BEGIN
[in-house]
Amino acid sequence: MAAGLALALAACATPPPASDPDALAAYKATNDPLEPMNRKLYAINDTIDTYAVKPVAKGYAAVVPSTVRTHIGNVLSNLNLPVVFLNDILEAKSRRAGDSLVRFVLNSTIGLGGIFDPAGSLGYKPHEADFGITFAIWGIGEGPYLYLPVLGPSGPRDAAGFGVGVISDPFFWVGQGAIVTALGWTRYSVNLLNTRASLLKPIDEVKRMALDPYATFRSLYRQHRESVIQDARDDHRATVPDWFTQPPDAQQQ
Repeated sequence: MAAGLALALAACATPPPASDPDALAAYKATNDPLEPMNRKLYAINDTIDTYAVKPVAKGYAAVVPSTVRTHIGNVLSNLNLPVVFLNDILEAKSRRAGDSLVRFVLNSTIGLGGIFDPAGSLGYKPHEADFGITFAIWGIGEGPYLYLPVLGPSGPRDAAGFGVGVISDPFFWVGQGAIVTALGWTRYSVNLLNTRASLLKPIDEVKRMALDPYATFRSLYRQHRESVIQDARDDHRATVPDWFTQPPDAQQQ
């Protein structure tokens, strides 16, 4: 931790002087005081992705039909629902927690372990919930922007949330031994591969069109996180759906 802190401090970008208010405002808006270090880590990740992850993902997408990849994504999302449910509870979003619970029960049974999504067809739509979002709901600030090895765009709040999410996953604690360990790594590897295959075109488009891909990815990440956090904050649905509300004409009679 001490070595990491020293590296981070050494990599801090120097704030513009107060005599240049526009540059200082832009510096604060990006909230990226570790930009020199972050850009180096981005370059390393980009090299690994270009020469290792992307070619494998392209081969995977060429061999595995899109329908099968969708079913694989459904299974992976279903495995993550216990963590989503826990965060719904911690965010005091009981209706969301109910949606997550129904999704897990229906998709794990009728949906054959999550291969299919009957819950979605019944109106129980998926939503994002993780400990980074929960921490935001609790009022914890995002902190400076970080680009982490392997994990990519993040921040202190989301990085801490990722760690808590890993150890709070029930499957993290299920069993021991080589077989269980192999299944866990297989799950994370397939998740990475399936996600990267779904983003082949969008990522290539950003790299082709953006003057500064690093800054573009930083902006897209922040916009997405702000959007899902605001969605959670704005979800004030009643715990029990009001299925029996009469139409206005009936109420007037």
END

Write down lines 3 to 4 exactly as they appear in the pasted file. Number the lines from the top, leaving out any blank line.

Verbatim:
Repeated sequence: MAAGLALALAACATPPPASDPDALAAYKATNDPLEPMNRKLYAINDTIDTYAVKPVAKGYAAVVPSTVRTHIGNVLSNLNLPVVFLNDILEAKSRRAGDSLVRFVLNSTIGLGGIFDPAGSLGYKPHEADFGITFAIWGIGEGPYLYLPVLGPSGPRDAAGFGVGVISDPFFWVGQGAIVTALGWTRYSVNLLNTRASLLKPIDEVKRMALDPYATFRSLYRQHRESVIQDARDDHRATVPDWFTQPPDAQQQ
């Protein structure tokens, strides 16, 4: 931790002087005081992705039909629902927690372990919930922007949330031994591969069109996180759906 802190401090970008208010405002808006270090880590990740992850993902997408990849994504999302449910509870979003619970029960049974999504067809739509979002709901600030090895765009709040999410996953604690360990790594590897295959075109488009891909990815990440956090904050649905509300004409009679 001490070595990491020293590296981070050494990599801090120097704030513009107060005599240049526009540059200082832009510096604060990006909230990226570790930009020199972050850009180096981005370059390393980009090299690994270009020469290792992307070619494998392209081969995977060429061999595995899109329908099968969708079913694989459904299974992976279903495995993550216990963590989503826990965060719904911690965010005091009981209706969301109910949606997550129904999704897990229906998709794990009728949906054959999550291969299919009957819950979605019944109106129980998926939503994002993780400990980074929960921490935001609790009022914890995002902190400076970080680009982490392997994990990519993040921040202190989301990085801490990722760690808590890993150890709070029930499957993290299920069993021991080589077989269980192999299944866990297989799950994370397939998740990475399936996600990267779904983003082949969008990522290539950003790299082709953006003057500064690093800054573009930083902006897209922040916009997405702000959007899902605001969605959670704005979800004030009643715990029990009001299925029996009469139409206005009936109420007037």